Got a month of free reading time? And that’s free time for one book? This isn’t a condemnation of Cryptonomicon's size by any means, just a warning to those who pick it up. Because once you start reading, chances are you won’t be able to stop.
Author Neal Stephenson is either an authentic genius or a certified wacko (or both), because Cryptonomicon is so intricate, so layered, and so engrossing, that someone who could write this much material, and contain it in one novel, must have an odd functionality to their brain.
Spanning two generations of families during pre-, intra-, and post-WW II, this epic (and it most certainly deserves that title) shows the reader the early formation of computer language that developed thanks to code-breakers within the U.S. and German intelligence communities. This may sound horribly boring, but it is far from tedious. Author Stephenson knows not to bore readers. He incorporates cryptanalysis into everyday life, often with hysterically funny results (at one point a character relates his masturbatory behavior to helping solve enemy codes; and another time the London street layout helps design a code system that is nearly unbreakable). All of the characters are incredibly human, from the earliest "geeks" (Richard Waterhouse and Avi) to the rough-and-tumble WW II gladiators (U.S. Marine Bobby Shaftoe and General Douglas MacArthur). There are deadly battles with Japanese soldiers, crushing encounters with German U-boats, and even a treasure hunt finale that’ll tickle your funny bone. There’s romance between a geeky code breaker and the young granddaughter of Bobby Shaftoe. There’s government conspiracies, and unlikely alliances between men on opposite sides of the war. There’s ...just too much to put into one review! Fortunately, though, Neal Stephenson (author) masterfully ties all of these threads together and culminates it into one of the best conclusions seen in novel length fiction history.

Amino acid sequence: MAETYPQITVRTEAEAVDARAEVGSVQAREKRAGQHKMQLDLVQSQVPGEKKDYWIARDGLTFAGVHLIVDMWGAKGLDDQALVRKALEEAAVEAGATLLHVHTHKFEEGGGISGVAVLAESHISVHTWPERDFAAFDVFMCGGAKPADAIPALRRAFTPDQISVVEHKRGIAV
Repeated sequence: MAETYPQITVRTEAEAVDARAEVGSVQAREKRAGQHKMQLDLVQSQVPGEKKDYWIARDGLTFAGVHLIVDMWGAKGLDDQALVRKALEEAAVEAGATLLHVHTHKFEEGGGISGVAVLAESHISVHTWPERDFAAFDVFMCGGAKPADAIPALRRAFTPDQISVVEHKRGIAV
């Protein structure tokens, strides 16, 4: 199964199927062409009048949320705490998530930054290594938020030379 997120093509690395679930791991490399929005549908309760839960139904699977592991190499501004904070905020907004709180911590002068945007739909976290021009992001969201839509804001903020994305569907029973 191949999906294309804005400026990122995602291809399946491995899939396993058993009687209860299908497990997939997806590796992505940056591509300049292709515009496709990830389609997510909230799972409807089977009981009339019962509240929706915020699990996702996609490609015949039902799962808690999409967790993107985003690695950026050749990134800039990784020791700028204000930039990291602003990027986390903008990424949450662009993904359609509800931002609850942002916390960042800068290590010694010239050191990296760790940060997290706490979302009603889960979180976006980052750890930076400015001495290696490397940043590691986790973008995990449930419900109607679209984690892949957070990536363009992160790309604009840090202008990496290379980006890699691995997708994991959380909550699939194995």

At 1,130 pages long (paperback), the thickness of Cryptonomicon may be a deal-breaker for some readers. Don’t let it be. The author’s able prose is sustained throughout its ample length and will keep readers coming back to see what awaits the Shaftoes, the Waterhouses, the Roots, and the Dengos.
A prodigious novel from a genre-busting author, Cyptonomicon defies categorization. It is and isn’t science fiction. It is and isn’t historical fiction. It is and isn’t a techno-thriller. It is and isn’t many things. But the one thing it most certainly is is a masterpiece.